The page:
This summer I had a thoroughly pleasant morning with an old friend at the Fredericton Saturday farmers’ market. Steve stopped to chat with friends wherever he turned, we bought provisions, and I bought a few gifts for my family. I was intrigued by the number of people wearing yellow t-shirts with the logo you see at the top of this story.
On the way out I stopped at the information booth selling the t-shirts and chatted with Mark D’Arcy, an active member of the Council of Canadians in Fredericton. While their local hot issue was to ban fracking in New Brunswick, Mark explained that the graphic highlights the difference between the effectiveness in job creation between money invested in oil compared to sustainable energy or energy efficiency. It shows that for a million dollar investment in the oil industry 2 jobs are created, while the same million dollars in renewable energy or energy efficiency creates 14 or 15 jobs.
This weekend, part way through reading Naomi Klein’s “This Changes Everything” I saw a reference to the study that provides the basis for the t-shirt, More Bang for our Buck. She applies this six to one ratio to the $1.3 billion annual subsidy for the oil and gas sector in Canada and shows that this alone if redirected appropriately would result in the creation of seventeen to twenty thousand jobs in renewable energy, public transport, or energy efficiency instead of the three thousand created in oil.
A new perspective clicked into place for me.
- Ending the Canadian fossil fuel subsidy can be the first step in putting a price on carbon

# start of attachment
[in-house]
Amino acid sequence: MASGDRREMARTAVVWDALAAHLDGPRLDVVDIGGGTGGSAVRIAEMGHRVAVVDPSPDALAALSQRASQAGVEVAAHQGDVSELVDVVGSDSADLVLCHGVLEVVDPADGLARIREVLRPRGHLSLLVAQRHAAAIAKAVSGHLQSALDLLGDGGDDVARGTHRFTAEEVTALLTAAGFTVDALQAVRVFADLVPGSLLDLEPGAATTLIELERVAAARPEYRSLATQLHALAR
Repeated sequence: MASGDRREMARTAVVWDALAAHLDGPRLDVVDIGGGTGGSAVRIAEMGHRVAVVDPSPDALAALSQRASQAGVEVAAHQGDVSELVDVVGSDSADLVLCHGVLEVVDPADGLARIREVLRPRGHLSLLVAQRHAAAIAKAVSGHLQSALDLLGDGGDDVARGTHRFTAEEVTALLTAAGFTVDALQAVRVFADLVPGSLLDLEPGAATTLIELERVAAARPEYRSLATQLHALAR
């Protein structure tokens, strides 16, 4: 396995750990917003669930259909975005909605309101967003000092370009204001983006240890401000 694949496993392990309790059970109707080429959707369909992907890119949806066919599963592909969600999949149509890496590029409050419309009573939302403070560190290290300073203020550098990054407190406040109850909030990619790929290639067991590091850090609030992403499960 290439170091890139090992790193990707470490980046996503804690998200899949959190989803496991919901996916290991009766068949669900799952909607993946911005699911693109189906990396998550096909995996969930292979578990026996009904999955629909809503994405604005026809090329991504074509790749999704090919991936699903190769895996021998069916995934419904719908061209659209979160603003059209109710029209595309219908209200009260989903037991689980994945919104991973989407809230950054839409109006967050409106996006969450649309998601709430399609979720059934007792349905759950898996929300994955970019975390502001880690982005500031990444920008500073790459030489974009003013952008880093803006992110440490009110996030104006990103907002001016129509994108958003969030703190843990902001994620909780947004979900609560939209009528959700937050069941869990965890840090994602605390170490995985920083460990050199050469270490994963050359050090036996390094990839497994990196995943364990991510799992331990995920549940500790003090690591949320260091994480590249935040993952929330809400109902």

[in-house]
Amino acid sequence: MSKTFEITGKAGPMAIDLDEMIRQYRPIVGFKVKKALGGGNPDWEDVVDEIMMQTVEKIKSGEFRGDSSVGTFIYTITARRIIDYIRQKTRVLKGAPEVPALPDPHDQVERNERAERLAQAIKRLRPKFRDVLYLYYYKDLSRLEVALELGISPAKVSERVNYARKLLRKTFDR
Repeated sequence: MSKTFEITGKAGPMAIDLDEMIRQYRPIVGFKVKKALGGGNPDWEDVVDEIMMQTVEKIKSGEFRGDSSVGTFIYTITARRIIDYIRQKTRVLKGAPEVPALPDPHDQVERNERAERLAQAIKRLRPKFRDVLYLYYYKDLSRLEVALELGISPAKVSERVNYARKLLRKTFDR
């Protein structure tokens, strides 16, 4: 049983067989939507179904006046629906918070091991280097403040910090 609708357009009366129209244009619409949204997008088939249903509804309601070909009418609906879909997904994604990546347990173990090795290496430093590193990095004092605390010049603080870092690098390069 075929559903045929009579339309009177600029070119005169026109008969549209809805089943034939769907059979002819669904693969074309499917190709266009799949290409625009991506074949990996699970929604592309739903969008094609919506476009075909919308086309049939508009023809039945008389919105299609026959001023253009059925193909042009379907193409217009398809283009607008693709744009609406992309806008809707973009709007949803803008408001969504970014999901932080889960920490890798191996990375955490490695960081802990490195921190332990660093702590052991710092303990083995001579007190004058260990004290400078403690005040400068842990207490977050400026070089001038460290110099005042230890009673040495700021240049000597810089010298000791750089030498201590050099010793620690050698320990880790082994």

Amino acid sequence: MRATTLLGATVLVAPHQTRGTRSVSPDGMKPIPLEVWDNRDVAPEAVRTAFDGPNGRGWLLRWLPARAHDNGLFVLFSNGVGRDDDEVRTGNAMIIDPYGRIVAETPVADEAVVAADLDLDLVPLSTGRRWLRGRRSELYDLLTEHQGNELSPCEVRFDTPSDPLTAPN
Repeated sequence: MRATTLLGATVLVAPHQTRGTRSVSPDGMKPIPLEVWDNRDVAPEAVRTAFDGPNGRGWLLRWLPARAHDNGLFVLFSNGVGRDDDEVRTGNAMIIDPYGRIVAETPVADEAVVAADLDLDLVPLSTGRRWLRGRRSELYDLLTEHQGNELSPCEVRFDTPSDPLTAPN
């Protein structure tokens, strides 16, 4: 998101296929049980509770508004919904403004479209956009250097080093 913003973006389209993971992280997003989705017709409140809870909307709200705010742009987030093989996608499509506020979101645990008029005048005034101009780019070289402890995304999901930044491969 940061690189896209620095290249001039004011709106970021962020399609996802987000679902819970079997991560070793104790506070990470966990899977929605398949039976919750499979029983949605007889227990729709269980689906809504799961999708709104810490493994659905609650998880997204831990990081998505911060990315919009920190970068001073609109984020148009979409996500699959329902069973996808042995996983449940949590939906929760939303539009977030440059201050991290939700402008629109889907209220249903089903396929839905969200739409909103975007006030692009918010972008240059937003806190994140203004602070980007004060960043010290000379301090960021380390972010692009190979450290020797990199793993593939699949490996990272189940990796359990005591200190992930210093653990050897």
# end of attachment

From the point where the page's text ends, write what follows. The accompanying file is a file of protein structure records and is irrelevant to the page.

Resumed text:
- We could use the freed up funds to encourage clean energy and efficiency
- The result in the job market is 6 to 7 times as many jobs created for the same investment
- An important side effect of creating these jobs is a reduction of GHG emissions
What’s different here is that we can focus on something positive – job creation. I’m not thinking that we need to take our eye off the ball – the goal still needs to be a price on carbon, but we can emphasize that, managed properly, a price on carbon can achieve its desired effect and at the same time result in an increase in jobs.
These words were printed on a poster under the graphic at the information booth in Fredericton. They apply equally anywhere in Canada as a whole.
“Efficiency, renewables, and green infrastructure will create more jobs and prosperity than our traditional fossil fuel economy. Local agriculture and local forestry will create more jobs than the large corporate model. And we can start tomorrow in New Brunswick and First Nation communities; the only thing stopping us is the political will to do so.”
We need to keep this positive perspective in mind whenever we are talking about solutions.